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An Old Mistress

Year: 2007
Production Co: Flach Films
Director: Catherine Breillat
Writer: Catherine Breillat
Cast: Asia Argento
In a strange way, a Mills & Boon-inspired bodice ripper set in 18th century France is the perfect vehicle for filmmaker Catherine Breillat. Even more obsessed with sex than other French directors, you might now her work from the films Romance (1999) and Anatomy of Hell (2004). Both contained explicit, full frontal sexual activity and the latter even starred the Italian porn actor Rocco Sifredi.

The bosoms heaving over corsets, longing glances over delicate lace fans and horse drawn carriages of 1800s Paris would seem unbearably chaste to a director of her visual sensibility, but she makes this fable of love on the wrong side of the tracks her own.

She does so by employing the liberal doses of nudity and lovemaking of her other films, but also by taking the inherent sexual tension of the (literary) romance genre and turning the needle up to eleven. She does so with a beautiful cast. First is Aattou as the young rake Ryno, whose almost feminine beauty suits the feminist aesthetic in everything from the costume design to the Shakespearian dialogue.

But stealing every scene is Asia Argento (daughter of Italian horror maestro Dario) as Spanish courtesan Vellini, a figure of evil temptation and unbridled lasciviousness bordering on the biblical with her dark eyes, phallic pursuits of carrying a knife and smoking cigars and her commanding sexuality. Argento exudes the erotic tension of a thousand racy romance novels.

Ryno is about to marry the pretty and chaste young Hermangarde, but Hermangarde's grandmother and her society friends are concerned about Ryno's scandalous relationship with the fiery Spanish lady, the worst kept secret in Paris.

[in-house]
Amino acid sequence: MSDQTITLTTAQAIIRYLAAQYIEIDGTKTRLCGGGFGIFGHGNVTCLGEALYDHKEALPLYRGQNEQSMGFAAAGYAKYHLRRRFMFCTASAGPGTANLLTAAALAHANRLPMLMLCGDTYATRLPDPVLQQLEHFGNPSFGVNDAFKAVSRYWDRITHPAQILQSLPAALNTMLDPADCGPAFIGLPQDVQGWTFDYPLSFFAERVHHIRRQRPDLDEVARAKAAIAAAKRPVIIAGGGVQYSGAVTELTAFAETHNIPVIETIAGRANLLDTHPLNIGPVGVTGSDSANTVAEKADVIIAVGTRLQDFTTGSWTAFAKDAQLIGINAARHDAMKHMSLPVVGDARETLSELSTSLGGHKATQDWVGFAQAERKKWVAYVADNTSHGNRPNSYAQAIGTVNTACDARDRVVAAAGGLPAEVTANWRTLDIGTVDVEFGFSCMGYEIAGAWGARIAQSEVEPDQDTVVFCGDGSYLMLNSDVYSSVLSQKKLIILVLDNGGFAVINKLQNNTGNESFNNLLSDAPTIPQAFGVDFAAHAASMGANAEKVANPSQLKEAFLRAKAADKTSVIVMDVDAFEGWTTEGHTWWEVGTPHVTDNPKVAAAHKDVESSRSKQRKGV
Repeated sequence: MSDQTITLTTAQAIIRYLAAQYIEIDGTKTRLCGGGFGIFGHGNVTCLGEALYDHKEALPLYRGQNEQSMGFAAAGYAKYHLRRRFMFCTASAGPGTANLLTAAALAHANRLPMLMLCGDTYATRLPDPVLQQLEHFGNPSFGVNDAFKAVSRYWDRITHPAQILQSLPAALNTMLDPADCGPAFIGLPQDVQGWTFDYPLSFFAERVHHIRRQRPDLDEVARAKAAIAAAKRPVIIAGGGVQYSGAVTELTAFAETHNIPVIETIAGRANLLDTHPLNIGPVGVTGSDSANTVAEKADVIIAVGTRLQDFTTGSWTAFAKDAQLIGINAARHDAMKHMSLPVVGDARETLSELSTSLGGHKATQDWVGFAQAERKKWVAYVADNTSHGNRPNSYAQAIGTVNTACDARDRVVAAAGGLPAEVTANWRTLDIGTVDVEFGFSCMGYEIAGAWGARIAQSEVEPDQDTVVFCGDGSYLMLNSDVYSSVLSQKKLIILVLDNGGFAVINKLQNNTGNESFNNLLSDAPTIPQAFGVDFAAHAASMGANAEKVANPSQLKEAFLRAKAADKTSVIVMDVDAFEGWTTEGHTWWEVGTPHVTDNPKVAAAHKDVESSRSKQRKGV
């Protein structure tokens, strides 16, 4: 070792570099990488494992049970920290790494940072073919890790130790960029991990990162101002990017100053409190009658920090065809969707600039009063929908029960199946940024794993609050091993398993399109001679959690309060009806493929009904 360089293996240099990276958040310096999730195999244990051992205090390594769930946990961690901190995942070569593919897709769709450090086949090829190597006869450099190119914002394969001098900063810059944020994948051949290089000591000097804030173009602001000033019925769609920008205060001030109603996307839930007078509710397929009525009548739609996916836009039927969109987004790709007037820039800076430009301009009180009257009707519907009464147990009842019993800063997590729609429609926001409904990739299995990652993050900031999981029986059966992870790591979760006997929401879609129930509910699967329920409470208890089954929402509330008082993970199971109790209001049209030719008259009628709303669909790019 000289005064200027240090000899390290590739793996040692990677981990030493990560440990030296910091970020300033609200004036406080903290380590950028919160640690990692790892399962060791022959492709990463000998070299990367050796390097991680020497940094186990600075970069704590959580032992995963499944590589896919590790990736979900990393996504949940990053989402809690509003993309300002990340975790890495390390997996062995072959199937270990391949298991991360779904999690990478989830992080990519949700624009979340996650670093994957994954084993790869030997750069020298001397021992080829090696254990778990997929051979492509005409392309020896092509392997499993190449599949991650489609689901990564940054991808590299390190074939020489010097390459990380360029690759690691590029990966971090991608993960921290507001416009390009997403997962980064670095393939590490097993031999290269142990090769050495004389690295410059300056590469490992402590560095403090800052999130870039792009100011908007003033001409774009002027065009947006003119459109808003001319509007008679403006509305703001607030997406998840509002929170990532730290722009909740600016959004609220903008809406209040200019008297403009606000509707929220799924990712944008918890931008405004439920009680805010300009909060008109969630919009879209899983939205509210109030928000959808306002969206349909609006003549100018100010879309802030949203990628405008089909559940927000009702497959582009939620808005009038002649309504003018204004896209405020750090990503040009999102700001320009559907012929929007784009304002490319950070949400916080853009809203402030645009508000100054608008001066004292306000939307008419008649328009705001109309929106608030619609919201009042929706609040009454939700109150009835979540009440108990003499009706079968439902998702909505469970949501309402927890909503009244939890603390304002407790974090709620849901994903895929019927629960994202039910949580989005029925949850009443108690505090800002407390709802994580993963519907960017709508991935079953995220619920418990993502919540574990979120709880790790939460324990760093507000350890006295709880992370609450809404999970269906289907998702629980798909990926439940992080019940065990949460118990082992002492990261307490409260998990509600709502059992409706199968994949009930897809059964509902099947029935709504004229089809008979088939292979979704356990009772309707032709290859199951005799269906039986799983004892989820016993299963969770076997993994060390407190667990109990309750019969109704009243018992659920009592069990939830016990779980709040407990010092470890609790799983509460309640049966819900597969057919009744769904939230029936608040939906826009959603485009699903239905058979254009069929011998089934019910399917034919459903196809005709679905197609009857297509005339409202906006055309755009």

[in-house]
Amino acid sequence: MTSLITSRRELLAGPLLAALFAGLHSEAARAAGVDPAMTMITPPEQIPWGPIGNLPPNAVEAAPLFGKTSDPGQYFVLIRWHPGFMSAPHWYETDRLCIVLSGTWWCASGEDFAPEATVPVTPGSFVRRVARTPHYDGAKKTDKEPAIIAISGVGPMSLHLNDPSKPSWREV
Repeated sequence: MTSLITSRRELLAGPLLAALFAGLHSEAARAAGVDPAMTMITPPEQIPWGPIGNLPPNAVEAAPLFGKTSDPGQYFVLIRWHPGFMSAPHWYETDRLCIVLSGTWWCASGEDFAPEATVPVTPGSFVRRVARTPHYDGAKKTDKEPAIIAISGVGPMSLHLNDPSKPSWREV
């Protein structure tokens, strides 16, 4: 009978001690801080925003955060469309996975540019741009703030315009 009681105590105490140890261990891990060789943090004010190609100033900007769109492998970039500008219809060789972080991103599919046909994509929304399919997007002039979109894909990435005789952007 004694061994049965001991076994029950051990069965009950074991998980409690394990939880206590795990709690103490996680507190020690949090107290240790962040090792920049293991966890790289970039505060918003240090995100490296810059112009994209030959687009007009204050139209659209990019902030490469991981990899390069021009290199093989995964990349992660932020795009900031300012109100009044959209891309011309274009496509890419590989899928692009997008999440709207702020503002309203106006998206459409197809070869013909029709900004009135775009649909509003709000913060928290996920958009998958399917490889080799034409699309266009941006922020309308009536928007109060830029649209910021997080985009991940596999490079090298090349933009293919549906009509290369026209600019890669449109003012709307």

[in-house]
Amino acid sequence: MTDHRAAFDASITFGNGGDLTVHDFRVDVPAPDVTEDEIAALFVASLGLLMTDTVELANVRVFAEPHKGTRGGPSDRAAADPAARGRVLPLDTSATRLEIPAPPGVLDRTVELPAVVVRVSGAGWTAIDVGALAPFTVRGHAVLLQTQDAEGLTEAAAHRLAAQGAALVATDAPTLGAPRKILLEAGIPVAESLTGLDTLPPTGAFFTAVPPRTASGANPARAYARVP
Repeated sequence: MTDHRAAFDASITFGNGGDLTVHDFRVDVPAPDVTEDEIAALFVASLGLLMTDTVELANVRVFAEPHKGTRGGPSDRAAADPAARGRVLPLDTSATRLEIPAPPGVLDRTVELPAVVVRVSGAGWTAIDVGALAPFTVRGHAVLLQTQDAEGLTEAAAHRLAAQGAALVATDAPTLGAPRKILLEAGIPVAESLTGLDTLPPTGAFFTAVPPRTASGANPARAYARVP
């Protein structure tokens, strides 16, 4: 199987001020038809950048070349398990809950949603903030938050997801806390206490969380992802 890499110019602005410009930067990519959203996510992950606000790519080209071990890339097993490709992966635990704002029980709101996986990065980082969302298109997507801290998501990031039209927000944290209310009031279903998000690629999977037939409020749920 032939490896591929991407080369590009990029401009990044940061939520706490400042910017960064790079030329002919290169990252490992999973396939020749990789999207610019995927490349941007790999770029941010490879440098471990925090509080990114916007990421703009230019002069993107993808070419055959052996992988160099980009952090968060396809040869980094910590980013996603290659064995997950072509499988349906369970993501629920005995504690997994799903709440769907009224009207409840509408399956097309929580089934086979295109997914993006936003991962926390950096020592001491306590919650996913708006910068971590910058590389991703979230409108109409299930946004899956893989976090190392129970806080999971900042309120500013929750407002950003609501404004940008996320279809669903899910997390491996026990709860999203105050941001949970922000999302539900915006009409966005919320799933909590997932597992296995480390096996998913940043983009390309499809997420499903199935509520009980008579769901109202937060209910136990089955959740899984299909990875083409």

Half the film is told in flashback as Ryno regales the old woman with the tale of Vellini in his life. On meeting her he became so besotted by her charms he pursued her relentlessly despite her being married. Even when shot and critically injured in a duel to settle the matter he moves into her house to convalesce and there she gives in to him, leaving her husband and embarking on a torrid affair with him.

Despite her passion, Vellini becomes increasingly unhinged, particularly after the accidental death of the child the two have together. While Ryno knows she'll consume him and breaks up the relationship, he can't stop himself from visiting to enjoy her charms the course of the next ten years.

The nuptials are held and the newlyweds move to a coastal outpost to start their lives, only to discover Vellini doesn't intend to let the object of her desires go and has moved nearby. Before long, Ryno's back to his old bad habits.

There's little real resolution to the story except for a final coda of the two society types who opened the film discussing the ongoing scandal and how it's moved back to Paris with Ryno and his wife after relocating. Breillat seems concerned only with the lack of control we have over sexual attraction, and how sometimes life arouses the right passions for the wrong person.

The going is slow but the tale is sumptuous and for once, Breillat isn't out simply to shock.

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